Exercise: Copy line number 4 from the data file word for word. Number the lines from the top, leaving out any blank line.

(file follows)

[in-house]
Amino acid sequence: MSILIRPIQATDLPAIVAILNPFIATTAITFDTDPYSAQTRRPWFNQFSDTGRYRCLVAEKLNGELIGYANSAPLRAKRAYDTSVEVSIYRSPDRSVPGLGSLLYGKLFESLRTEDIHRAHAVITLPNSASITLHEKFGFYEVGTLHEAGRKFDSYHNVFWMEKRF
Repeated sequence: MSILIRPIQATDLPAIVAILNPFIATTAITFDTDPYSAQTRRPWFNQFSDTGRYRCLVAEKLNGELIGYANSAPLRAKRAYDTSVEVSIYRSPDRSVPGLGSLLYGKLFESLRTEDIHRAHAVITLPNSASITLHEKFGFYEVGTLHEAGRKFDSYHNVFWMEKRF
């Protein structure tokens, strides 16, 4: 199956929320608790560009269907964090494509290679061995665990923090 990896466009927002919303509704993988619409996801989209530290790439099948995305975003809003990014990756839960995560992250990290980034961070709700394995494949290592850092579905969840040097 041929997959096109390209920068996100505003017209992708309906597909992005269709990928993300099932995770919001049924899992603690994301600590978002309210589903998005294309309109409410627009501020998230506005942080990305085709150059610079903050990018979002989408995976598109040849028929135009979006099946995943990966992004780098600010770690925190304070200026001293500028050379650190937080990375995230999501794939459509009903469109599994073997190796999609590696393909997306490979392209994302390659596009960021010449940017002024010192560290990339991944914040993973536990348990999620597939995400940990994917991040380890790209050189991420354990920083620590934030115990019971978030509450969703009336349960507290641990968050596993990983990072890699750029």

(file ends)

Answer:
């Protein structure tokens, strides 16, 4: 199956929320608790560009269907964090494509290679061995665990923090 990896466009927002919303509704993988619409996801989209530290790439099948995305975003809003990014990756839960995560992250990290980034961070709700394995494949290592850092579905969840040097 041929997959096109390209920068996100505003017209992708309906597909992005269709990928993300099932995770919001049924899992603690994301600590978002309210589903998005294309309109409410627009501020998230506005942080990305085709150059610079903050990018979002989408995976598109040849028929135009979006099946995943990966992004780098600010770690925190304070200026001293500028050379650190937080990375995230999501794939459509009903469109599994073997190796999609590696393909997306490979392209994302390659596009960021010449940017002024010192560290990339991944914040993973536990348990999620597939995400940990994917991040380890790209050189991420354990920083620590934030115990019971978030509450969703009336349960507290641990968050596993990983990072890699750029």